Mon. Oct 3rd, 2022

Continuing my Java Tips from experience that I have learned from code reviews to different programming tasks.

Tip 16: Perform Bulk operations with Native Queries, or Stored Procedure

It can be very tempting to do an update like the following:

List<Person> people = ListUtils.safe(personRepository.findAll()).stream().filter person -> person.getAge() >= 60 ).map(person -> {
    person.setSeniorStatus(true);
    return person;
}).collect(Collectors.toList());

personRepository.saveAll(people);

However, doing this is more efficient than saving them one at a time. However, it would be even more efficient to do something like:

@Modifying
@Query("update Person p set p.seniorStatus = 1 where p.age >= 60")
void updateSeniorStatus();

Let the database perform the update across the tables. The Database can perform this update easier and faster than performing it in Java code.

Tip 17: Use try-with-resources

While this is not a performance-enhancing action, it is a resource-handling enhancement. Any object in Java that implements the AutoClosable interface can be used with the try-with resources. This guarantees any object created in the try, is properly closed when you exit the block. The prevents resource leading. An example would be:

static String readFirstLineFromFile(String path) throws IOException {
    try (FileReader reader = new FileReader(path);
         BufferedReader br =
                   new BufferedReader(reader)) {
        return br.readLine();
    }
}

This is extremely simple to illustrate that you can do multiple instantiations in the try field. When this code exits they will be closed properly without you having to do so. This could be extended with catch() and finally() blocks as well.

Tip 18: Text Block instead of String concatentation

We’ve all had those big blocks of text in our code that we have to insert for some reason. Often we have done the following:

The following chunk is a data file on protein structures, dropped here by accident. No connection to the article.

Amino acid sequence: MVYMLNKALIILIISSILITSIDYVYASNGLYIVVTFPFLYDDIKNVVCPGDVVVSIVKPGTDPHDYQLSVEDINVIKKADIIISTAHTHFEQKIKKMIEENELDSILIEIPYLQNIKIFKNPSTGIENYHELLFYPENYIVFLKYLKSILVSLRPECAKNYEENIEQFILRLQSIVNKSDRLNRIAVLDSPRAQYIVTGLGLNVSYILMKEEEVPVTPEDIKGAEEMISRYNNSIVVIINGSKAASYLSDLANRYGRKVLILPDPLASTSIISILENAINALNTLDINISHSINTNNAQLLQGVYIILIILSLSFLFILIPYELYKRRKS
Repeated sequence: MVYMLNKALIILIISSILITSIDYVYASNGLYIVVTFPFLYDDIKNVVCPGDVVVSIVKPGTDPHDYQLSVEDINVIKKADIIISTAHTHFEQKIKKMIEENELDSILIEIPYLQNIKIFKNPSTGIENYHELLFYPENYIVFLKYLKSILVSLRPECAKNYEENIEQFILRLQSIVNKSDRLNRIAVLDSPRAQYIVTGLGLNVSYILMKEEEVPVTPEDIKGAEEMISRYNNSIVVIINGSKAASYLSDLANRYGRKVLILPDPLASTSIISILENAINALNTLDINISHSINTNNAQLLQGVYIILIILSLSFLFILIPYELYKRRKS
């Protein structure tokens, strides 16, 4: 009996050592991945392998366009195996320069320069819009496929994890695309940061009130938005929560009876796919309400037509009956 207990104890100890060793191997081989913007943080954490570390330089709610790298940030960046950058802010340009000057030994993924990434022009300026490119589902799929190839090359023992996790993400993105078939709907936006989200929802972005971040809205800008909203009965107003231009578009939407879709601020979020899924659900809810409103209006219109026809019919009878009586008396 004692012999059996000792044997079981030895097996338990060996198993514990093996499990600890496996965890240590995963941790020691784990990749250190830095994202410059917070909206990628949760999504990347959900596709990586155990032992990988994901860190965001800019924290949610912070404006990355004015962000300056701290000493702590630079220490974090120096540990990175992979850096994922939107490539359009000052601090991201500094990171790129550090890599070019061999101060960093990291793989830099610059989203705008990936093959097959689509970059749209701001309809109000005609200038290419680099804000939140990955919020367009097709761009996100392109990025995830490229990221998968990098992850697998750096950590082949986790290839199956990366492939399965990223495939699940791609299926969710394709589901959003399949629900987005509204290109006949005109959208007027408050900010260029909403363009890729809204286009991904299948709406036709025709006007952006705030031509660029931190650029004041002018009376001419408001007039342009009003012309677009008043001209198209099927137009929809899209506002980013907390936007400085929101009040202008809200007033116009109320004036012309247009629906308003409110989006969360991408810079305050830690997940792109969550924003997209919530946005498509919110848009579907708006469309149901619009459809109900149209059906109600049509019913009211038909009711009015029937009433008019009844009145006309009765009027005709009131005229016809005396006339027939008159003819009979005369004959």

String block = "Lorem ipsum dolor sit amet, has id vide aliquid nominati, nulla inciderint his et. His nisl maluisset efficiendi in. Qui erant verear ei, nec ex ullum tantas epicurei. Has ne aperiam deserunt. Vis ne delenit repudiare, nec gubergren sadipscing ne. Purto placerat cu est, no ferri solum sit.";

As one big long line that is difficult to read, because you have to keep scrolling to the right, or

String block = "Lorem ipsum dolor sit amet, has id vide aliquid nominati,"
    + " nulla inciderint his et. His nisl maluisset efficiendi in. Qui erant"
    + " verear ei, nec ex ullum tantas epicurei. Has ne aperiam deserunt. Vis ne"
    + " delenit repudiare, nec gubergren sadipscing ne. Purto placerat"
    + " cu est, no ferri solum sit.";

This generates no less than 9 String objects to create that String. Well now we have a text block, this could be changed to the following:

String block = """
Lorem ipsum dolor sit amet, has id vide aliquid nominati, \
nulla inciderint his et. His nisl maluisset efficiendi in. \
Qui erant verear ei, nec ex ullum tantas epicurei. Has \
ne aperiam deserunt. Vis ne delenit repudiare, nec gubergren \
sadipscing ne. Purto placerat cu est, no ferri solum sit. \

Ius ne quas choro, duo ad falli perpetua reformidans. Ne ius \
petentium philosophia. Id usu gloriatur contentiones, et elit \
minim duo, cetero noluisse partiendo usu id. Pro ei velit \
nostrud, pri choro dictas dissentiet ex.\
""";

That generates a single String object, if you do not want the new line characters where it appears in the block, inserting a “\” . The line above will get you 3 lines, with the 1st and 3rd being the text, and the 2nd a blank line.

Tip 19: Cache if you maintain a large number of in-memory object

Sometimes you need to maintain a large in-memory set/list/map of objects, when that happens you need to look at making use of a Cache. When you only need to keep a single instance of an object around, not every instance that is generated, then a cache maybe right for you.

Tip 20: Entity field dateCreated and lastUpdated

Many may not think they need it, but it is a set of data that you can not generate if you don’t collect it to begin with. When creating a database table, always add “date_created” and “last_updated” columns that are timestamps. This helps track changes in the data. Now in your Java code, when you create your entity class add this little tidbit:

    @PrePersist
    protected void onCreate() {
        this.dateCreated = ZonedDateTime.now();
    }

    @PreUpdate
    protected void onUpdate() {
        this.lastUpdated = ZonedDateTime.now();
    }

@PrePersist will set the timestamp for dateCreated when the item is first saved to the database. While @PreUpdate will update the timestamp for lastUpdated every time the item is updated. Make this a class that you derive all of your entities from and you a self-updating columns.

By Jeffery Miller

I am known for being able to quickly decipher difficult problems to assist development teams in producing a solution. I have been called upon to be the Team Lead for multiple large-scale projects. I have a keen interest in learning new technologies, always ready for a new challenge.

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